share

Chinese, Japanese, and Korean Inroads into Central Asia Comparative Analysis of the Economic Cooperation Roadmaps for Uzbekistan

by Timur Dadabaev

Policy Studies, No. 78

Publisher: Washington: East-West Center
Publication Date: 2019
ISBN: 978-0-86638-285-4 (print) and 978-0-86638-284-7 (electronic)
Binding: paper
Pages: 63
Free Download: PDF

 

China, Japan, and South Korea have regarded Central Asia as a new Asian frontier in their foreign policies since the collapse of the Soviet Union. With time, their policies evolved into regionbuilding initiatives exemplified by the Shanghai Cooperation Organization, Belt and Road Initiative, Central Asia plus Japan Dialogue Forum, and Korea-Central Asia Cooperation Forum. This paper raises the following research questions: What are the areas of interest for China, Japan, and Korea in their relations with Central Asian states and Uzbekistan in particular? What are the patterns of agenda setting in establishing intergovernmental cooperation? What are the particular projects that these states initiate? What are the objectives of projects initiated within these areas of interest? How competitive or complementary are these projects of China, Japan, and Korea? Throughout, Chinese, Japanese, and Korean “Silk Road” roadmaps with Uzbekistan are discussed to highlight their similarities and differences.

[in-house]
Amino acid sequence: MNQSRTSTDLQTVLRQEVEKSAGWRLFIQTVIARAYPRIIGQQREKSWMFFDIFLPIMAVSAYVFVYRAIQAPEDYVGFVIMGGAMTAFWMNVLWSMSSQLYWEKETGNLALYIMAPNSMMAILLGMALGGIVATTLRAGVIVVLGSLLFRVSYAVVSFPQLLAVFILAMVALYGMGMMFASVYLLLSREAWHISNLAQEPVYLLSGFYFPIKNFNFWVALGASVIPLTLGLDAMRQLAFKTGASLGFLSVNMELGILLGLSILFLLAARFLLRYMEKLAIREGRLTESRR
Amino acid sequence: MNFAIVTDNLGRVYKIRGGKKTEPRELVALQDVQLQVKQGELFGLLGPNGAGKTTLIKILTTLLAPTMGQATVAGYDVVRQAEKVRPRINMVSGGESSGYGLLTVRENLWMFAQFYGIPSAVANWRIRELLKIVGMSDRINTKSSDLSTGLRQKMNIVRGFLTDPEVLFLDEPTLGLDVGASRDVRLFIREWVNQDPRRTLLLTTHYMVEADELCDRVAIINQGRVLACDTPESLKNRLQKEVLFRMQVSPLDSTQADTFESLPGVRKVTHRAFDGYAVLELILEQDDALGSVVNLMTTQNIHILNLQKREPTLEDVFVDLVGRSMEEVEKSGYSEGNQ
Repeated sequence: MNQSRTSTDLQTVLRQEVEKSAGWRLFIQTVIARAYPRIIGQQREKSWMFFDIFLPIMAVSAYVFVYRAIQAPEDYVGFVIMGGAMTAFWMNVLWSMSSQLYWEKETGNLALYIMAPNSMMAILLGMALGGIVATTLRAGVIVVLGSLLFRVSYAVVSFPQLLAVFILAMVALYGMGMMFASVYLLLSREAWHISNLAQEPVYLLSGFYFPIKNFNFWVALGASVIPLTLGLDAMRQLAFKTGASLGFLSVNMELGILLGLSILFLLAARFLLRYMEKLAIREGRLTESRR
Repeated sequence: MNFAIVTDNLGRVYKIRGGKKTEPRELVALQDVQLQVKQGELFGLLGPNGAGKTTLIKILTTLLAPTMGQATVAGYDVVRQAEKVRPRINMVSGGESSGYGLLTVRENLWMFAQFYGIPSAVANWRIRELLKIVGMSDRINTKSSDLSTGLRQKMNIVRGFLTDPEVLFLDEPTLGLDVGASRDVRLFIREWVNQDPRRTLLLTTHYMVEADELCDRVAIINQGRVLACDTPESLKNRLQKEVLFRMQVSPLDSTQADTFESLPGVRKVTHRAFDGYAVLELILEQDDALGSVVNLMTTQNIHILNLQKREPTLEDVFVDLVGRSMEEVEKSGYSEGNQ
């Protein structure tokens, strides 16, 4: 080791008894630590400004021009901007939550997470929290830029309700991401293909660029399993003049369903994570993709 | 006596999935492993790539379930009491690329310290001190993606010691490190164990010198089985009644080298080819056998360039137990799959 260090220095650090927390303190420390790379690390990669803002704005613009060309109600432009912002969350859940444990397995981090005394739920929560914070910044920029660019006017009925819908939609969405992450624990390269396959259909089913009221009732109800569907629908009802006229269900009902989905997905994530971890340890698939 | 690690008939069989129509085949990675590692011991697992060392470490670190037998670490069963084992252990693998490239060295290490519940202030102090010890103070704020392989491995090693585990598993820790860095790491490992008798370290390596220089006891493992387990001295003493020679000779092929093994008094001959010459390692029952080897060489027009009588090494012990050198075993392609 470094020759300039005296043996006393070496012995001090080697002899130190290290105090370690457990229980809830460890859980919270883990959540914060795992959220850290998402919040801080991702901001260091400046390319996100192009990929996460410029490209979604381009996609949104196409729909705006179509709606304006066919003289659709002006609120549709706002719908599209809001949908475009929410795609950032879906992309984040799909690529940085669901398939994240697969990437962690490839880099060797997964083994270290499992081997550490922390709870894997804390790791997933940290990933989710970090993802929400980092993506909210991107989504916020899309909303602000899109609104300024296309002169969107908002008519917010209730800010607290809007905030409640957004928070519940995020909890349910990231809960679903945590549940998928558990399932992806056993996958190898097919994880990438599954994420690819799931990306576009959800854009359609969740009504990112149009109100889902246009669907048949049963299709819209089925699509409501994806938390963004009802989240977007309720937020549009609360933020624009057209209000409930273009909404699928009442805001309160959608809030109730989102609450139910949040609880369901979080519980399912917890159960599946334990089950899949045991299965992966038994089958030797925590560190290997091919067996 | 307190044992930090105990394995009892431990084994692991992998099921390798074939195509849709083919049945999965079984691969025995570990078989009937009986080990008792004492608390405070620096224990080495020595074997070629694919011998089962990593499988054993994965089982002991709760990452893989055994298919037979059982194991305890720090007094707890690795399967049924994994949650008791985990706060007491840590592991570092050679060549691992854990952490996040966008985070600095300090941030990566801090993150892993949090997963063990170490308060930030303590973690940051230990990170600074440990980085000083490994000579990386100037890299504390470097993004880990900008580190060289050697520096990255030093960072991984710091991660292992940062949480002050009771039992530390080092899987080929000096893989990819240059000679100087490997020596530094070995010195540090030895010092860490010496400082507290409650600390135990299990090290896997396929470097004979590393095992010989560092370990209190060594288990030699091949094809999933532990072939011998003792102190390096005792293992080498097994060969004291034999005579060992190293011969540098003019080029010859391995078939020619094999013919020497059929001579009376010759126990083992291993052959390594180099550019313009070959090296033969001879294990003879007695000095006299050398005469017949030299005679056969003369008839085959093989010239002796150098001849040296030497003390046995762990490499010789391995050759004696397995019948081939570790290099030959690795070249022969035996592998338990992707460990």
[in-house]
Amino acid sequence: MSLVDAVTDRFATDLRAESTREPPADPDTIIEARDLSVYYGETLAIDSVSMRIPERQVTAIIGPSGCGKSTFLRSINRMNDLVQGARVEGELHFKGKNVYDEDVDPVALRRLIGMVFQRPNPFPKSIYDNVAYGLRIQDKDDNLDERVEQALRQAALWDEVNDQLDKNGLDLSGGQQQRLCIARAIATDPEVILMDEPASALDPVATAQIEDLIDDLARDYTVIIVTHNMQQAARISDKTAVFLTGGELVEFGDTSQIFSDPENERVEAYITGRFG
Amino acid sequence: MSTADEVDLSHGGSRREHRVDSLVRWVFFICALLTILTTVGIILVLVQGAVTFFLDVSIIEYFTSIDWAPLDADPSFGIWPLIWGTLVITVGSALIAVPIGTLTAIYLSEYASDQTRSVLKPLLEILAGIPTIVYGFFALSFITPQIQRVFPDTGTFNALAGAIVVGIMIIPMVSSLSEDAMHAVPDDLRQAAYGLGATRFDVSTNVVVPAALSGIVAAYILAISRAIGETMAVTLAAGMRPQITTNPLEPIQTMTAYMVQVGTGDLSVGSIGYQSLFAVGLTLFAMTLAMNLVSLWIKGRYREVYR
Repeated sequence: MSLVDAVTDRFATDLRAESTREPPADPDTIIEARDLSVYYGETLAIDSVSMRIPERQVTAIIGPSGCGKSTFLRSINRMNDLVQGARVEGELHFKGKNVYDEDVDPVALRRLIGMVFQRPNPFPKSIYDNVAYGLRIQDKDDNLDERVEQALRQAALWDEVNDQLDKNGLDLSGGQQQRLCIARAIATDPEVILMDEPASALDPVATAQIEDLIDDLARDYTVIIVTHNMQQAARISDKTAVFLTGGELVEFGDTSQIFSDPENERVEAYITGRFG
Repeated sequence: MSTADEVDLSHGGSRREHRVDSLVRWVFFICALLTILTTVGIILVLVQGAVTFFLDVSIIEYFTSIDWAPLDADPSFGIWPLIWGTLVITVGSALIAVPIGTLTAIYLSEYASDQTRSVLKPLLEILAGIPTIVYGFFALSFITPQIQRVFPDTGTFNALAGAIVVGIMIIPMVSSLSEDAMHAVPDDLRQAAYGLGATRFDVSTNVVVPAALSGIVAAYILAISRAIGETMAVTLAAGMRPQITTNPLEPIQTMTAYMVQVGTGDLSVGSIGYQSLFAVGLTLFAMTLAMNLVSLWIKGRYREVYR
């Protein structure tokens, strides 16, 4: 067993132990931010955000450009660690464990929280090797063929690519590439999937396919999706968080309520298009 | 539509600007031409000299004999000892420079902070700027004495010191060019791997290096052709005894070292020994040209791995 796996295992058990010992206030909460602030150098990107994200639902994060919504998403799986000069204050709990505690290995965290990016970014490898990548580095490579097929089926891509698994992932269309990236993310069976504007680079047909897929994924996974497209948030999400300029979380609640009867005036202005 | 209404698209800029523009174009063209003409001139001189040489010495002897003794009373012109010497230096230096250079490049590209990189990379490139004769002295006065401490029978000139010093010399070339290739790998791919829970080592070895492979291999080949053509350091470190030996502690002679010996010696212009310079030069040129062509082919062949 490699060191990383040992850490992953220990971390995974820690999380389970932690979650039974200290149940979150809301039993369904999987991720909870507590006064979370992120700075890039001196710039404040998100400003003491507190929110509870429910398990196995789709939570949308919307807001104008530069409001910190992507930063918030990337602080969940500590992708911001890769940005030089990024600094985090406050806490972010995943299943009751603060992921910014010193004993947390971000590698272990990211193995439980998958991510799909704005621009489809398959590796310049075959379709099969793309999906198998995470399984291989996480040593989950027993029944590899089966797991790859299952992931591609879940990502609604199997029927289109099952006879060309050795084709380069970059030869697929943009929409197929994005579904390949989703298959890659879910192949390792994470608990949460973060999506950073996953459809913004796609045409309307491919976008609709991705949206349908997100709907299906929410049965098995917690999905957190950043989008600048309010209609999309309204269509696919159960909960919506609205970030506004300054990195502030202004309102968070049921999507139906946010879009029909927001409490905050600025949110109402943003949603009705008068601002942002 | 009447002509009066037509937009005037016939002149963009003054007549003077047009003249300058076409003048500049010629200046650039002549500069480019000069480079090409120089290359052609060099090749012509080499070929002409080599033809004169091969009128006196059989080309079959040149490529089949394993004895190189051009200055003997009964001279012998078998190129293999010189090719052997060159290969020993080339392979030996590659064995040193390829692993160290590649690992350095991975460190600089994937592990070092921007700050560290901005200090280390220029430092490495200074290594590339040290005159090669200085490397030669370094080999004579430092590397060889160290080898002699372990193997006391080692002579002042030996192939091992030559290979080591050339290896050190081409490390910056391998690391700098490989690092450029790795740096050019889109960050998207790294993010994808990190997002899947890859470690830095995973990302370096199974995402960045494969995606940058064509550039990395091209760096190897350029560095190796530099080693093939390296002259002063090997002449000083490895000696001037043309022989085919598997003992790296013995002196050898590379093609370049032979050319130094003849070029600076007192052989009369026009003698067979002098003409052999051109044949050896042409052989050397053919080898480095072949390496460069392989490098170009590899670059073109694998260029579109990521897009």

About the author

Timur Dadabaev is an associate professor and the director of the Special Program for Japanese and Eurasian Studies at the Faculty School of Social Sciences and Humanities, University of Tsukuba, Japan.
He has published with Communist and Post- Communist Studies, The Pacific Review, Nationalities Papers, Journal of Contemporary China, Asian Survey, Inner Asia, Central Asian Survey, Asian Affairs, Strategic Analysis, and others. His latest works are Identity and Memory in Post-Soviet Central Asia (Oxon:Routledge, 2015) and Japan in Central Asia: Strategies, Initiatives, and Neighboring Powers (NY: Palgrave Macmillan, 2016).

 

Additional titles in the Policy Studies series

share